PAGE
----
Tensions between the EU and Norway are growing over the EU’s quota take in the Svalbard Zone controlled by Norway
It has been reported that Norway is close to open conflict with the EU as their fleet has fished 80 percent of the quota they themselves set, with the EU promising that Norwegian intervention will be met with hostile reactions.
The news comes after Norway received a response to a letter sent to the EU delegation on 04 May this year.
Norway had branded it unacceptable when the EU decided to allocate a quota of its own in the Svalbard Zone, with the Norwegians claiming it was contrary to Norway’s sovereign rights under the law of the sea.
The EU allocated itself a quota of 28,431 tonnes of cod in the zone. Traditionally, Norway claims, they have allocated quotas to third countries based on historic track records and has for 2021 allocated the EU a 17,885 tonne cod quota for the zone.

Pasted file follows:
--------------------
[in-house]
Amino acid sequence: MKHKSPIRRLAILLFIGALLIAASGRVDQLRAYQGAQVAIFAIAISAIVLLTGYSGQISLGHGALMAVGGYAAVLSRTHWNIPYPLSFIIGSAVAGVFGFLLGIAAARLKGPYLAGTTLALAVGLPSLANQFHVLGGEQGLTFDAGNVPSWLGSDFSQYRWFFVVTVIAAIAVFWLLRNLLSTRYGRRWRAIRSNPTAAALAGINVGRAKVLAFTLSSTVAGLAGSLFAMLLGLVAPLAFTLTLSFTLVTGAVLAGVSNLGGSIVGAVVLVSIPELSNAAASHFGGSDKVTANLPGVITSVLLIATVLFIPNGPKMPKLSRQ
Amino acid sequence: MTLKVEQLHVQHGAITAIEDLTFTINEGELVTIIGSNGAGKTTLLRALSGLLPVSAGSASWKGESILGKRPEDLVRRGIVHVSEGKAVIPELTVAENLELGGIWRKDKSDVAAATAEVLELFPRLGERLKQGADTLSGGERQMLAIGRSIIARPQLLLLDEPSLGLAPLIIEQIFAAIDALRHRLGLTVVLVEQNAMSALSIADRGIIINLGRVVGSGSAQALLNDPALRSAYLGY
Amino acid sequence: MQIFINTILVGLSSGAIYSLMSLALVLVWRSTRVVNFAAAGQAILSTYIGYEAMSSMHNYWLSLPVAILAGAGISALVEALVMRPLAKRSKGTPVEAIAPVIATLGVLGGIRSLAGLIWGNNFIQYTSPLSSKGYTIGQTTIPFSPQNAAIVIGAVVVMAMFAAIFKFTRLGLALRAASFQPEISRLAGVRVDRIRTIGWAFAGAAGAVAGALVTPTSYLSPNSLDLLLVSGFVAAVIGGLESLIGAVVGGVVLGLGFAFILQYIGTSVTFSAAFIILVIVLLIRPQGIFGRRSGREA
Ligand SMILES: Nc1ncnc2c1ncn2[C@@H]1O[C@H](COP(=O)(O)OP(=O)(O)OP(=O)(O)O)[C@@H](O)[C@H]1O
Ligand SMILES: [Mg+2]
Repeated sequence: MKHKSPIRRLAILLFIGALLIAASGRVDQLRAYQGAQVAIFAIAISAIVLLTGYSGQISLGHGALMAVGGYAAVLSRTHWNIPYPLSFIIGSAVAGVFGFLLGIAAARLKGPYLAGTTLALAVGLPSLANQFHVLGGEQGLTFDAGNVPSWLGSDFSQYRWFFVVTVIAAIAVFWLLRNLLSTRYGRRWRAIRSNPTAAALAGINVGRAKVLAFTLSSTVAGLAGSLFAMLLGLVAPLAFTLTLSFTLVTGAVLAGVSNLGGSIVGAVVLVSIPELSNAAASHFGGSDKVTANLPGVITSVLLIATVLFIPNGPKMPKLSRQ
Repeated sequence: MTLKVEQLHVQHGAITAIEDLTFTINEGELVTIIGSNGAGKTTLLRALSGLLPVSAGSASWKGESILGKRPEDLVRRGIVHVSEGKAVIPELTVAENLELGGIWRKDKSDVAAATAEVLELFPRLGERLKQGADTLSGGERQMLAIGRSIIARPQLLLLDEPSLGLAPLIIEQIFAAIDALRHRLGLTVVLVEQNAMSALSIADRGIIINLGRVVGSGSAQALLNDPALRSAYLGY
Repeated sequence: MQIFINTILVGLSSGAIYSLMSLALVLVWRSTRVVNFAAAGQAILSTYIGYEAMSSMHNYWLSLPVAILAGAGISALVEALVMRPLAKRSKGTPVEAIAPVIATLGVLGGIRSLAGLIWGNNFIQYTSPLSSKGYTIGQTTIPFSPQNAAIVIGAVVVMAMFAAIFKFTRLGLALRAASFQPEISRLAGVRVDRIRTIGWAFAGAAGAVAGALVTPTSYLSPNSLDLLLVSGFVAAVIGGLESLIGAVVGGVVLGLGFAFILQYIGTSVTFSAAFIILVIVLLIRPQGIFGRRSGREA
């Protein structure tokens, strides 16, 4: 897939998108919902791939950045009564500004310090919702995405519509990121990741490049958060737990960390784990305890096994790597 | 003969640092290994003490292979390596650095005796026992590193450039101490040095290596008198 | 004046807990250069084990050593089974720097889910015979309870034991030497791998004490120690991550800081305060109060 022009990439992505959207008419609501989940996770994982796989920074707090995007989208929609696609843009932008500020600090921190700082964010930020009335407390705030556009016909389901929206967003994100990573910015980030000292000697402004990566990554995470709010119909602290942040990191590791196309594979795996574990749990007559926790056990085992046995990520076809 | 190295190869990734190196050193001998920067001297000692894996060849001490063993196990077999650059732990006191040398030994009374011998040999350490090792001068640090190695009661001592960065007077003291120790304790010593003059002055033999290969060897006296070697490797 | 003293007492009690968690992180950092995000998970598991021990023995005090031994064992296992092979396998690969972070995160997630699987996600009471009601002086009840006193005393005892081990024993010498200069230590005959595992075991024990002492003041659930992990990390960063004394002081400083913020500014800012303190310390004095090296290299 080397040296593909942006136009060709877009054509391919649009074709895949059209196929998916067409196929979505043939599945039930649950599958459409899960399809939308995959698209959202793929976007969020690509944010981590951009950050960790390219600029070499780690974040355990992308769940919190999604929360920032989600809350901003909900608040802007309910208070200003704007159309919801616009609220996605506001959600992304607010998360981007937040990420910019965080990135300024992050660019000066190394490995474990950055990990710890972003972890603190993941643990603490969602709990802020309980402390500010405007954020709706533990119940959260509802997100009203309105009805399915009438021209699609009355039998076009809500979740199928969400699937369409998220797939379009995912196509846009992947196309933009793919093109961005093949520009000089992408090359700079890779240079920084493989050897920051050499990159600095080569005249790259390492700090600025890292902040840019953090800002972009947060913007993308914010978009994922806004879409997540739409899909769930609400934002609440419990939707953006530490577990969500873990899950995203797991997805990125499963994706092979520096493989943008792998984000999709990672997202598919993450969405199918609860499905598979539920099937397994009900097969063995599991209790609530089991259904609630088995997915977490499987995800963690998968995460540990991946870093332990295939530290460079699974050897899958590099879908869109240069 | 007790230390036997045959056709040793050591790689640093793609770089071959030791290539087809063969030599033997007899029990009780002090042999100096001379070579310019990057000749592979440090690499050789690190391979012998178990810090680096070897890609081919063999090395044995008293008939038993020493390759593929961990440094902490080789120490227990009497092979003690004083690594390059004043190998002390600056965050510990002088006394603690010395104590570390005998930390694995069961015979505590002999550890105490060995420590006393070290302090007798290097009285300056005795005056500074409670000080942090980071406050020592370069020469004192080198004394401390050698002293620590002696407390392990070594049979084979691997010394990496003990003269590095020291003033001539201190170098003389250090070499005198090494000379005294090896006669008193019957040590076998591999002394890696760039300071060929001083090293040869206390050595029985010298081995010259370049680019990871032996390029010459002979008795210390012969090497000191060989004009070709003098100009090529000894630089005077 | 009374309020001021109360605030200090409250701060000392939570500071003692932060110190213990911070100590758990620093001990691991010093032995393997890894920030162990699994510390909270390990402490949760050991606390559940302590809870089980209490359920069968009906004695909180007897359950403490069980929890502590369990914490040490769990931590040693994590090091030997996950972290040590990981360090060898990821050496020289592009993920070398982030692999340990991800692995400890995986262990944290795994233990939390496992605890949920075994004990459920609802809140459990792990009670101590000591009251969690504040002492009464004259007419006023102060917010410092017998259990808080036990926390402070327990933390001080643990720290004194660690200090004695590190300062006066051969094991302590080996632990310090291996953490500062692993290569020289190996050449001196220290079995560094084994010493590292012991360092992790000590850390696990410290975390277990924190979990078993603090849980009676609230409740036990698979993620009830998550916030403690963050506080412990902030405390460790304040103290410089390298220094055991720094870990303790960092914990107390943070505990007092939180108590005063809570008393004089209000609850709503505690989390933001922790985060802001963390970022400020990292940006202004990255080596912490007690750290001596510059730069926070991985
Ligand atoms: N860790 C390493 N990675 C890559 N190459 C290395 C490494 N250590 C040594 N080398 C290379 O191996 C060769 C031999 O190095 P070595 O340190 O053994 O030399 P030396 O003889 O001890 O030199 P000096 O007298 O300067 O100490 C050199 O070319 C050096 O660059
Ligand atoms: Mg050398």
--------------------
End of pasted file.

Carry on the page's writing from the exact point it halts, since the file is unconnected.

Norway established the economic zone in 1976, a fisheries protection zone around Svalbard in 1977, and later a fisheries zone around Jan Mayen in 1980.
The fisheries protection zone near Svalbard extends 200 nautical miles from the baseline near Svalbard.
It is Norway that establishes fisheries regulations in this area, and the purpose of the establishment of the zone was primarily to achieve control of fishing in the area and prevent overfishing.
Norway has for 2021 awarded the EU a cod quota in the fisheries protection zone of 17,885 tonnes. As a result of the UK’s exit from the EU, Norway believe that the UK’s historic fishing can no longer form the basis for a quota to the EU, and the UK’s historical fishing was therefore deducted when calculating the EU quota.
The EU states in its note that it is fully entitled under the Svalbard Treaty to set quotas for its own vessels in the Svalbard zone. They also point out that Norway allow Russian vessels to fish their quotas set by Russia in the zone, which they believe must also apply to EU vessels’ fishing, as well as to vessels from the UK.